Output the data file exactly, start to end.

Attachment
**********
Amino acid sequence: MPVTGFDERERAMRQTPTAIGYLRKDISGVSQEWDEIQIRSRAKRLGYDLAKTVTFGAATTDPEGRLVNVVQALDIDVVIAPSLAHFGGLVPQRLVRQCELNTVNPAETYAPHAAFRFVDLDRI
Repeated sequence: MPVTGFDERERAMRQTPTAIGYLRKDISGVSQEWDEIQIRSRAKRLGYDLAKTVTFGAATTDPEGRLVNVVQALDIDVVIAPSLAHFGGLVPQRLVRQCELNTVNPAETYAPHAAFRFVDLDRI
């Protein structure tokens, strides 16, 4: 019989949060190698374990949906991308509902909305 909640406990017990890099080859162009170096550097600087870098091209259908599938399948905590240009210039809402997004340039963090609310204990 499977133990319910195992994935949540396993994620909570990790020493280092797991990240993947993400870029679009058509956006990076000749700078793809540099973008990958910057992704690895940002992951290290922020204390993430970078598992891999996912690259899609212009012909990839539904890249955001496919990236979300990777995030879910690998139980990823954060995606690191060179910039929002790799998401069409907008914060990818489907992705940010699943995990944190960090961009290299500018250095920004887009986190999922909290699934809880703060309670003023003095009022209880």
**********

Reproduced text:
Amino acid sequence: MPVTGFDERERAMRQTPTAIGYLRKDISGVSQEWDEIQIRSRAKRLGYDLAKTVTFGAATTDPEGRLVNVVQALDIDVVIAPSLAHFGGLVPQRLVRQCELNTVNPAETYAPHAAFRFVDLDRI
Repeated sequence: MPVTGFDERERAMRQTPTAIGYLRKDISGVSQEWDEIQIRSRAKRLGYDLAKTVTFGAATTDPEGRLVNVVQALDIDVVIAPSLAHFGGLVPQRLVRQCELNTVNPAETYAPHAAFRFVDLDRI
């Protein structure tokens, strides 16, 4: 019989949060190698374990949906991308509902909305 909640406990017990890099080859162009170096550097600087870098091209259908599938399948905590240009210039809402997004340039963090609310204990 499977133990319910195992994935949540396993994620909570990790020493280092797991990240993947993400870029679009058509956006990076000749700078793809540099973008990958910057992704690895940002992951290290922020204390993430970078598992891999996912690259899609212009012909990839539904890249955001496919990236979300990777995030879910690998139980990823954060995606690191060179910039929002790799998401069409907008914060990818489907992705940010699943995990944190960090961009290299500018250095920004887009986190999922909290699934809880703060309670003023003095009022209880």